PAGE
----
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Published February 18, 2014
New York Times and USA Today bestselling author Penelope Douglas delivers an unforgettable New Adult romance that toes the fine line between love and hate…
My name is Tate. He doesn't call me that, though. He’ll barely refer to me at all, and he’ll hardly ever speak to me.
But he still won't leave me alone.
We were best friends once. Then he turned on me and made it his mission to ruin my life. I've been humiliated, shut out, and gossiped about all through high school. His pranks and rumors got worse as time wore on. I even went to Europe for a year, just to avoid him.
But I'm done hiding from him now, and there's no way I'll allow him to ruin another year. He might not have changed, but I have.
It's time to fight back.
When one brave young woman stands up to her best friend Jared, now tormenter, the consequences go beyond anything either of them ever would have imagined…
I would not read this review if you haven't read the book. Or go ahead and read it. Live your best life, babe.
Curiosity killed the cat. (in this instance, I happen to be that cat)
I’ve been curious about BULLY ever since I saw those hella swoony quotes on pinterest (you know the ones I’m talking about) and when I got some graduation money, I decided to finally buck up and buy it. The anticipation was killing me, so, naturally, I waited a good week before reading the book.
Maybe it was because my expectations were so high (I don’t think so, but maybe). I have so many complaints. However, I’ll start with this: that star is for the girl who survived. Even if I don’t agree with much of what she did when she came back, that star for the book is for her.
I’m just going to note again that there will be spoilers. Mostly because this review is going to be me getting to rant to the world about my anger.
Complain Number One: You fudgeing two-faced cheeseball. I hate you. Like, I really, really hate you. You’re supposed to be Tate’s best friend, K.C. Her supporter, her cheerleader. You’re not supposed to freaking hook up with her bully just because he’s sort of nice to you, and really attractive. You are sure as hell not supposed to indicate that Tate is the problem.
New flash, cheeseball: she is not the problem. He is. And now you are too. Tate may be able to forgive your cheeseballiness, but I read this book like a week ago and I’m still furious. You kept me up at night because I was seething over what a horrible best friend you are, and how I hope that my friends would never just tell me to get over two years of my life where someone I loved and would have done anything for just suddenly turned on me and decided to make it hard for me to freaking get up in the morning.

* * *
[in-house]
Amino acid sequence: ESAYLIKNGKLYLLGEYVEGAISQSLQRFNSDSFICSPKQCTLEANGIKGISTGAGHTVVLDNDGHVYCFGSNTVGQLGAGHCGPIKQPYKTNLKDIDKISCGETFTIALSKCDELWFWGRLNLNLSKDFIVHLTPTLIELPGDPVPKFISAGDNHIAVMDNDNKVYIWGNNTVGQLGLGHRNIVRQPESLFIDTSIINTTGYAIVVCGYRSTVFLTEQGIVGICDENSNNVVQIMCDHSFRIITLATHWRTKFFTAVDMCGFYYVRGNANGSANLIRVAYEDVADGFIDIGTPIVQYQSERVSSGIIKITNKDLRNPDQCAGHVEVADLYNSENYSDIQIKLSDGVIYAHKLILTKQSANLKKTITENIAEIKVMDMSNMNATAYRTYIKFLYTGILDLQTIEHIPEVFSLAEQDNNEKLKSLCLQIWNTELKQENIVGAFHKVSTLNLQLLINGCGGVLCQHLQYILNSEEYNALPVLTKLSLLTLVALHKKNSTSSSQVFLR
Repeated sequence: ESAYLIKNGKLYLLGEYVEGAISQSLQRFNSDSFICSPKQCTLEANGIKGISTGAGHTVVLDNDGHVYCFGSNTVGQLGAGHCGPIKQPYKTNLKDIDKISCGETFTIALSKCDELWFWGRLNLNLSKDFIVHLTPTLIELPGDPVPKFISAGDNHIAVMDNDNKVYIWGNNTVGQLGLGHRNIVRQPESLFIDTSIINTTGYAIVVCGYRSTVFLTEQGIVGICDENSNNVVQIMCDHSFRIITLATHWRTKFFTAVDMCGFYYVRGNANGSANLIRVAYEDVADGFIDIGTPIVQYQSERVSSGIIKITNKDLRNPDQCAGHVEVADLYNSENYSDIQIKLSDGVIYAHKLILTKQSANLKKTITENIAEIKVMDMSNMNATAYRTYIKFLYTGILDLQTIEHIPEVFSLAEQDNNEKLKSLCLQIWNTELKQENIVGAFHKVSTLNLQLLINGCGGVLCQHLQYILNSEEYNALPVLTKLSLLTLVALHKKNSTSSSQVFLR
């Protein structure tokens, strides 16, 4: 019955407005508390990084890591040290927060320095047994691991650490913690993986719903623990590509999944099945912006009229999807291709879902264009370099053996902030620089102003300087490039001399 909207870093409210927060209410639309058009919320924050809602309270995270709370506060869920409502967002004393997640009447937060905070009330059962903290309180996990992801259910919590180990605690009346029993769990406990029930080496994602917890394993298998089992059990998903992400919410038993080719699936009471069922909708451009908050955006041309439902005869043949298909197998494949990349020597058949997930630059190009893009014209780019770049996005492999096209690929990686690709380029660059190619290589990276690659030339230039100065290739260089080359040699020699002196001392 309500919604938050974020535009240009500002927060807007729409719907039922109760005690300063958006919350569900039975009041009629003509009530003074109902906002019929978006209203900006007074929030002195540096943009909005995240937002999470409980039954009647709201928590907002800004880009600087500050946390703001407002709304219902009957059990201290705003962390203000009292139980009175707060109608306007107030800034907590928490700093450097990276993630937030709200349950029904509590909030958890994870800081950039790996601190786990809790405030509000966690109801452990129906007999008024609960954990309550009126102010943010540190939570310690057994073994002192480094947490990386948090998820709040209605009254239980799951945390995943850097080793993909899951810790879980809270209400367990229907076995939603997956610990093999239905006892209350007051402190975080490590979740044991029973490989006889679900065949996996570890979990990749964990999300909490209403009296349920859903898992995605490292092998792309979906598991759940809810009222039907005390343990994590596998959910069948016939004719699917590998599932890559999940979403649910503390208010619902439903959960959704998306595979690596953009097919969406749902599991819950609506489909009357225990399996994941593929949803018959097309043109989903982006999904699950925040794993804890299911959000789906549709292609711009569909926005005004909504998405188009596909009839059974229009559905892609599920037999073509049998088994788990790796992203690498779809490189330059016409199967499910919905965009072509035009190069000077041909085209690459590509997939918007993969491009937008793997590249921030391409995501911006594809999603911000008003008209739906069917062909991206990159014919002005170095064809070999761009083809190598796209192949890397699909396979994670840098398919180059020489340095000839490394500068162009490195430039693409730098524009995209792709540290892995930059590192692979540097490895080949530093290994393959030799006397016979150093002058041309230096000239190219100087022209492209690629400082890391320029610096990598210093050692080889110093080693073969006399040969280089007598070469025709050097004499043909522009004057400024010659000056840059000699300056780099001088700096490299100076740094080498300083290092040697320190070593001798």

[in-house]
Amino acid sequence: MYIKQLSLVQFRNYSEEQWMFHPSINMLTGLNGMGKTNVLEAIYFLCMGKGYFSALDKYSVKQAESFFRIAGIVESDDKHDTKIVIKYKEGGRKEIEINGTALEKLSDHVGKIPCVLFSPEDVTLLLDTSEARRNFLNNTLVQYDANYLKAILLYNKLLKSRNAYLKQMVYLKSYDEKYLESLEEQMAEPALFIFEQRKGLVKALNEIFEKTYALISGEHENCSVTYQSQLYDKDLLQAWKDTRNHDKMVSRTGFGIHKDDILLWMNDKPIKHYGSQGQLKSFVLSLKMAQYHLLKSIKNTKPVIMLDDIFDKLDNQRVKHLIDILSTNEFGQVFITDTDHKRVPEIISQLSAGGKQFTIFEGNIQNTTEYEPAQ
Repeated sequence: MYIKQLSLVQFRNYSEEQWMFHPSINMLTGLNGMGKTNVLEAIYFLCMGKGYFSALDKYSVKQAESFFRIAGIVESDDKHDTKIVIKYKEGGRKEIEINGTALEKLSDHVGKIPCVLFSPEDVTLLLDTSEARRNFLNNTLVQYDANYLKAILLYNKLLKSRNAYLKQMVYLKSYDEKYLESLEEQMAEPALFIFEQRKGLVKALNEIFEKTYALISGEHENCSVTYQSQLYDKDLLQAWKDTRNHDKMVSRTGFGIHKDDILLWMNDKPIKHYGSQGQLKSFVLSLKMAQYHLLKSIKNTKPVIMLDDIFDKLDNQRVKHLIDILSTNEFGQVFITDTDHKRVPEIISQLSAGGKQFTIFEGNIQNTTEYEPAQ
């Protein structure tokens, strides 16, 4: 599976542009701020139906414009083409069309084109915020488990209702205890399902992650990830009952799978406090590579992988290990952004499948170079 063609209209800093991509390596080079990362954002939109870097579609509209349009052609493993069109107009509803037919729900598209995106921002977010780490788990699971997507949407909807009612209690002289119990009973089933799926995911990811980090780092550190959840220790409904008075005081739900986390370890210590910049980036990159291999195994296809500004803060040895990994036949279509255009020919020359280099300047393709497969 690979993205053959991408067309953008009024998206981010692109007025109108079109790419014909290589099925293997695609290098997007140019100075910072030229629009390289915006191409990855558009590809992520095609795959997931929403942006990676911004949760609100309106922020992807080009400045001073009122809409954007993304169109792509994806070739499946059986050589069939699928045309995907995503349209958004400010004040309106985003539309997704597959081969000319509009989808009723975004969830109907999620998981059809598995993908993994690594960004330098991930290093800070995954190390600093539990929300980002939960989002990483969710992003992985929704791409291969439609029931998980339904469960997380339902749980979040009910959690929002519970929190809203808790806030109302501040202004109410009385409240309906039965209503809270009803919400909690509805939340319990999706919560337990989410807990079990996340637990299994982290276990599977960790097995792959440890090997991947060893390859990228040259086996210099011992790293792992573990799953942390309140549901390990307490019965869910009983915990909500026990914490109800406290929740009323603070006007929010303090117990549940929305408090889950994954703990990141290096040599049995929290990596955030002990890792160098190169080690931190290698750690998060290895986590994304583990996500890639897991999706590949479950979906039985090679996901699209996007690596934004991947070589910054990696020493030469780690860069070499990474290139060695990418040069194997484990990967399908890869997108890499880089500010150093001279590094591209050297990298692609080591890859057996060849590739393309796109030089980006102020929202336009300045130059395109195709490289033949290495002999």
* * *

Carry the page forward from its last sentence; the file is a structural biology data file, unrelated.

I think I may actually be angrier at you than I am at Jared. And that, babe, is saying something. And it’s nothing good.
(for those of you wondering, I think of her as Dolores Umbridge)
Complaint Number Two: The slut shaming in this book was ridiculous. Grow the heck up, cheeseballs. Tate, this is where you pissed me the fudge-nuggets off. Everyone around her looked “slutty.” And she's good with being called a “bitch” because there is honor in that, but there is no honor in being called a “slut”. I don’t know about y’all but I don’t want to be called a bitch, and I don’t want to be called a slut. I don’t want a female who does what she wants with her own freaking body to be degraded.
You shouldn’t either. It’s her body; get the heck over it.
I mean, seriously: stop, sTOP, STOOOOP.
Good lord, y’all. You need Jesus.
Complaint Number Three: Let’s talk about the bullies. Let’s talk about unforgivable. Let’s also, while we are here, talk about the two men who can’t get their heads out of their behinds. AND FINALLY, LET’S TALK ABOUT HOW BULLYING SOMEONE MORE TO GET SOMEONE ELSE TO SNAP OUT OF BULLYING THAT PERSON IS NOT HOW IT FREAKING WORKS, YOU FUDGING CHEESEBALL.
I am angry. Jared and Madoc are best friends. They’re both beautiful on the outside. And for some reason which was never actually explained, the entire school worships the ground these boys walk on. I assume it’s because the world is vain and they are beautiful.
I hate them both, in case y’all haven’t quite gotten that yet. They’re bullies. When Tate goes to the races with K.C. and Jared has her race for him in a tie-breaker and she wins, Madoc decides that she is worth his time. (this make me want to bash his face in, but I’m not a violent person so I just stared angrily at my Kindle) He reveals reason for his bullying (see above, all caps and light blue) like this just makes everything okay and now things are freaking roses. Tate forgives him too easily. Or maybe I’m just fantastic at holding grudges. *shrugs*
Then there’s Jared. Later in the book he reveals what changed over the summer. Let me just say one thing: what pain you feel does not equate to you hurting someone who loves you—to hurting anyone. I’m sorry what happened to him did (I am) but that is not an excuse. The moments Tate stood behind her anger, or decided to just let it all go and move on, I was cheering. But, when she erred on the side of being friends with the people who hurt her, I just can’t stand behind that.
He asked once if he really had lost her, said she was always his and that he was always hers. I wanted to tell him that yes, you freaking lost her. Your actions have consequences. You messed up more than you can possibly imagine. You turned into a monster and scarred the person who loved you until she could not recognize herself, or you, in the mirror. So yes, you lost her. That fear Jared had should have stayed with him. It should have been more than a regret: it should have been a memory.
Obviously this is not what happened. This is why I am angry.